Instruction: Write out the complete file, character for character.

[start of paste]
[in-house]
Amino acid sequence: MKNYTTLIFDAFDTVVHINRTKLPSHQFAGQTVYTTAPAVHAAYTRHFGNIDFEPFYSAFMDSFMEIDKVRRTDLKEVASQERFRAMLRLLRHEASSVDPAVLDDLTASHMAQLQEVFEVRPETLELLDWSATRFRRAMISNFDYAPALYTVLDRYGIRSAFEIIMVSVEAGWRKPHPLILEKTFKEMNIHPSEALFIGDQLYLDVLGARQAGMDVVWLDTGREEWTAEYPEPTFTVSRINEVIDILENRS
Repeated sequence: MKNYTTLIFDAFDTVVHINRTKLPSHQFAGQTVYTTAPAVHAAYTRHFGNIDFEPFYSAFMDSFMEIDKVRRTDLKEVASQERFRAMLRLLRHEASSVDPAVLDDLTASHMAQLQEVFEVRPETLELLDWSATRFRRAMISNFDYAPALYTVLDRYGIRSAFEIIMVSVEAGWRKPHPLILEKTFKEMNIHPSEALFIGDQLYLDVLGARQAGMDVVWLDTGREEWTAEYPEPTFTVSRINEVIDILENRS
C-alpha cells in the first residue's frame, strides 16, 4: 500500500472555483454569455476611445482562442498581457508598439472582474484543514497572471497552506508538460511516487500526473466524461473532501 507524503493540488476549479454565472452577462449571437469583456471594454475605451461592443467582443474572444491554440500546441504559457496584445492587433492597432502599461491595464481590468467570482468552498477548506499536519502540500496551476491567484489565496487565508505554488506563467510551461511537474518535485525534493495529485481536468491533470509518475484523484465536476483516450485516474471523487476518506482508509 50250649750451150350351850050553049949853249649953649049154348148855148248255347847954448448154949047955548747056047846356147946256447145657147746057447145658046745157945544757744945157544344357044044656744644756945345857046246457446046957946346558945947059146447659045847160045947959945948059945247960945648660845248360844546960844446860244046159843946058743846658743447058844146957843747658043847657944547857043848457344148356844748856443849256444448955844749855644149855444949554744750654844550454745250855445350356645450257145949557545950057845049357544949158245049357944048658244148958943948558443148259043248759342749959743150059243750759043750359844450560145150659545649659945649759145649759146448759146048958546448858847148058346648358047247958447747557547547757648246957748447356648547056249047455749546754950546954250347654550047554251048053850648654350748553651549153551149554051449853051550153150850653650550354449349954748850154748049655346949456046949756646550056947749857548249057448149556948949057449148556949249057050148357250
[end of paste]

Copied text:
[in-house]
Amino acid sequence: MKNYTTLIFDAFDTVVHINRTKLPSHQFAGQTVYTTAPAVHAAYTRHFGNIDFEPFYSAFMDSFMEIDKVRRTDLKEVASQERFRAMLRLLRHEASSVDPAVLDDLTASHMAQLQEVFEVRPETLELLDWSATRFRRAMISNFDYAPALYTVLDRYGIRSAFEIIMVSVEAGWRKPHPLILEKTFKEMNIHPSEALFIGDQLYLDVLGARQAGMDVVWLDTGREEWTAEYPEPTFTVSRINEVIDILENRS
Repeated sequence: MKNYTTLIFDAFDTVVHINRTKLPSHQFAGQTVYTTAPAVHAAYTRHFGNIDFEPFYSAFMDSFMEIDKVRRTDLKEVASQERFRAMLRLLRHEASSVDPAVLDDLTASHMAQLQEVFEVRPETLELLDWSATRFRRAMISNFDYAPALYTVLDRYGIRSAFEIIMVSVEAGWRKPHPLILEKTFKEMNIHPSEALFIGDQLYLDVLGARQAGMDVVWLDTGREEWTAEYPEPTFTVSRINEVIDILENRS
C-alpha cells in the first residue's frame, strides 16, 4: 500500500472555483454569455476611445482562442498581457508598439472582474484543514497572471497552506508538460511516487500526473466524461473532501 507524503493540488476549479454565472452577462449571437469583456471594454475605451461592443467582443474572444491554440500546441504559457496584445492587433492597432502599461491595464481590468467570482468552498477548506499536519502540500496551476491567484489565496487565508505554488506563467510551461511537474518535485525534493495529485481536468491533470509518475484523484465536476483516450485516474471523487476518506482508509 50250649750451150350351850050553049949853249649953649049154348148855148248255347847954448448154949047955548747056047846356147946256447145657147746057447145658046745157945544757744945157544344357044044656744644756945345857046246457446046957946346558945947059146447659045847160045947959945948059945247960945648660845248360844546960844446860244046159843946058743846658743447058844146957843747658043847657944547857043848457344148356844748856443849256444448955844749855644149855444949554744750654844550454745250855445350356645450257145949557545950057845049357544949158245049357944048658244148958943948558443148259043248759342749959743150059243750759043750359844450560145150659545649659945649759145649759146448759146048958546448858847148058346648358047247958447747557547547757648246957748447356648547056249047455749546754950546954250347654550047554251048053850648654350748553651549153551149554051449853051550153150850653650550354449349954748850154748049655346949456046949756646550056947749857548249057448149556948949057449148556949249057050148357250